David Greenwood, PhD, FGS. This paper was first published in GE’s April 1987 edition.
The facility to aggregate single injections of grout into complex shapes in the ground below footings together with the variety of techniques afforded by choosing to vary grout properties, injection pressures and flow rates, makes grouting for underpinning attractive. However it uses natural soil, with its attendant variability, as a working material. Hence precisely relevant data at specific locations of treatment are a pre-requisite for choice of technique, as the processes are sensitive to soil conditions.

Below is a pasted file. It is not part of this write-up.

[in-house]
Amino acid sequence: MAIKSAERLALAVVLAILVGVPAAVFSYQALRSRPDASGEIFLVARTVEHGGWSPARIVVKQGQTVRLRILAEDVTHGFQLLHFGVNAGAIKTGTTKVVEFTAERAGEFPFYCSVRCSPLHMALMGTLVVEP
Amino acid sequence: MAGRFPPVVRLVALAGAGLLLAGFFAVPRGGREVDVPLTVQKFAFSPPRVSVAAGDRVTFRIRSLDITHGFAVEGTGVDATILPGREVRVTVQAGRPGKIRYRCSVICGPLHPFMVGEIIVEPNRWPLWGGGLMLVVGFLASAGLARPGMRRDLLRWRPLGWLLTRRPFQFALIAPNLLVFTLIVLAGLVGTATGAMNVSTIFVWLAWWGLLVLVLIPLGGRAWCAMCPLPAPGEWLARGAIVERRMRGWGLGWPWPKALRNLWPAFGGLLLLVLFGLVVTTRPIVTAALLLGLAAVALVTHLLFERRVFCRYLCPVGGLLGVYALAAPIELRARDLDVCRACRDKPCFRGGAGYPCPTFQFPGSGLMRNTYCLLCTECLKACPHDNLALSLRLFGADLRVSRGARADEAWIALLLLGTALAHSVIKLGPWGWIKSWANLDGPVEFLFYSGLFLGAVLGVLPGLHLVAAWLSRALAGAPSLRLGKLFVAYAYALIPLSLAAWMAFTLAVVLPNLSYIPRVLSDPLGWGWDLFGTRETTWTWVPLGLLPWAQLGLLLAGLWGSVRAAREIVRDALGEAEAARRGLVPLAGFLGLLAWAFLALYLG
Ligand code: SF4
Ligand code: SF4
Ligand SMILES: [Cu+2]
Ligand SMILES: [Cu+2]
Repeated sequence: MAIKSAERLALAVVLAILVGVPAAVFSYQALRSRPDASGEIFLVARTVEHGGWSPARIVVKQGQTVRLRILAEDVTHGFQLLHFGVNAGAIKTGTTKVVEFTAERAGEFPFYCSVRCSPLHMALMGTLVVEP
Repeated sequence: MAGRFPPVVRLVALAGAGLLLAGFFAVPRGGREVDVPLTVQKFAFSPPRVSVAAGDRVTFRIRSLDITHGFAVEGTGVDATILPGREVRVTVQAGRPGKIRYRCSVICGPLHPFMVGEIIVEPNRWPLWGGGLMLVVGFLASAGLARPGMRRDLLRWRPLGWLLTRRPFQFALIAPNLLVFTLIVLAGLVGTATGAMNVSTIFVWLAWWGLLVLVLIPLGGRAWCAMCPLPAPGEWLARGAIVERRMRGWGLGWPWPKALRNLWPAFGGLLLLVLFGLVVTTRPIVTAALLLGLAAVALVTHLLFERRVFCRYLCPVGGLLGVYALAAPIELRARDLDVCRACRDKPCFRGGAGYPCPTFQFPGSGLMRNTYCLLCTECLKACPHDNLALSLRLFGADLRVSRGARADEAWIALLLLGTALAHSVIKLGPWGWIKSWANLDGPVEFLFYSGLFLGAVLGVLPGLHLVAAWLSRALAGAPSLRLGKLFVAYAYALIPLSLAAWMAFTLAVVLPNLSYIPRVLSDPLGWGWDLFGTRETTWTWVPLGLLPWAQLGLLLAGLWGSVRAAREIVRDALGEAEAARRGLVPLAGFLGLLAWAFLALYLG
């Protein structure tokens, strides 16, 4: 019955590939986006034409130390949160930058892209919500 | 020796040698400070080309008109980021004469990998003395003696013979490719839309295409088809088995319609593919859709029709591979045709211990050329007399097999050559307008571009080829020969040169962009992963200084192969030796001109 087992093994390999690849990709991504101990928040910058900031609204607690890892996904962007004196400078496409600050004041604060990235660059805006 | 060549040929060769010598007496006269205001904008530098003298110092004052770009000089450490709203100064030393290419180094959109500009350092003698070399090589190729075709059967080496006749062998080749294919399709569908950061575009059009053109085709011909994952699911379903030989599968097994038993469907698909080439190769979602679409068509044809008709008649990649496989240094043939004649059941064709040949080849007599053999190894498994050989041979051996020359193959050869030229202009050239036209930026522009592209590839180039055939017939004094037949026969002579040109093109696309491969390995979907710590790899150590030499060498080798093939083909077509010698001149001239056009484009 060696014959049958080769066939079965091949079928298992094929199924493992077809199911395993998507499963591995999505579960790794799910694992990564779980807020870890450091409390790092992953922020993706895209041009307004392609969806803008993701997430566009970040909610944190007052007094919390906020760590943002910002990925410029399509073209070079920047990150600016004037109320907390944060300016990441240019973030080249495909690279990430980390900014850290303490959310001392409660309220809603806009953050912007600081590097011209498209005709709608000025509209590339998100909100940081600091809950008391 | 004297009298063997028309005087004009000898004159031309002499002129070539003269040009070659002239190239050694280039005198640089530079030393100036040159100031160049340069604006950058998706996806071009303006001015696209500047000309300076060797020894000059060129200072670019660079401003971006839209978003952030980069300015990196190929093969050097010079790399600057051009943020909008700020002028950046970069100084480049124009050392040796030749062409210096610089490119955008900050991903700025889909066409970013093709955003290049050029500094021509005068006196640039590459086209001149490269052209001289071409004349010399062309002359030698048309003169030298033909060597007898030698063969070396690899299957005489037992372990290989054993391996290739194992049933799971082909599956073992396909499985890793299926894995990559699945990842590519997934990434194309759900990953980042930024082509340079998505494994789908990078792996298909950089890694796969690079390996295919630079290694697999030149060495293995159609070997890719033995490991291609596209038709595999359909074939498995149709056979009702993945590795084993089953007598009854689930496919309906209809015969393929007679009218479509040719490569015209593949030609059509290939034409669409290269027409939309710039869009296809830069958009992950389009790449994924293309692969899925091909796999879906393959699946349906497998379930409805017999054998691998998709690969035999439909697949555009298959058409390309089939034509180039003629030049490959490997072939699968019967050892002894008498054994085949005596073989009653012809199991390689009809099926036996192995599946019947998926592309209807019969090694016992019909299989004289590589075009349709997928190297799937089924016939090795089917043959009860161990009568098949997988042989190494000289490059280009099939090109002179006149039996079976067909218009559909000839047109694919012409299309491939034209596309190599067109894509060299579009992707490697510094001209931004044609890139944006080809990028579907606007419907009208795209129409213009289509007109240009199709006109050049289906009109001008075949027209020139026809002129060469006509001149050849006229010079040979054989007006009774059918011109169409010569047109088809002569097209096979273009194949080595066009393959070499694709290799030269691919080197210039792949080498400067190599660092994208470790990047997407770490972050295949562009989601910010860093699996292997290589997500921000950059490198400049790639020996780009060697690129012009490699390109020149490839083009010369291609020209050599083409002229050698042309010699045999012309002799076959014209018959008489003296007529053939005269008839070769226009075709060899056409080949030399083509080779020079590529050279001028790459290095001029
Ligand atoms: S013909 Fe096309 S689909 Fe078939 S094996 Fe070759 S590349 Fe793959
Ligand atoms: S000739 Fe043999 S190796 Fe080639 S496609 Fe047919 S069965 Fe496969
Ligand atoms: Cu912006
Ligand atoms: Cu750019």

The injection of grouts can be by delicate permeation; deliberate squeezing and compaction, which can be extended to controlled jacking of foundations; or by vigorous erosion of jet grouting. This Paper relates these processes and indicates resulting properties of treated ground in the underpinning context making reference to practical examples.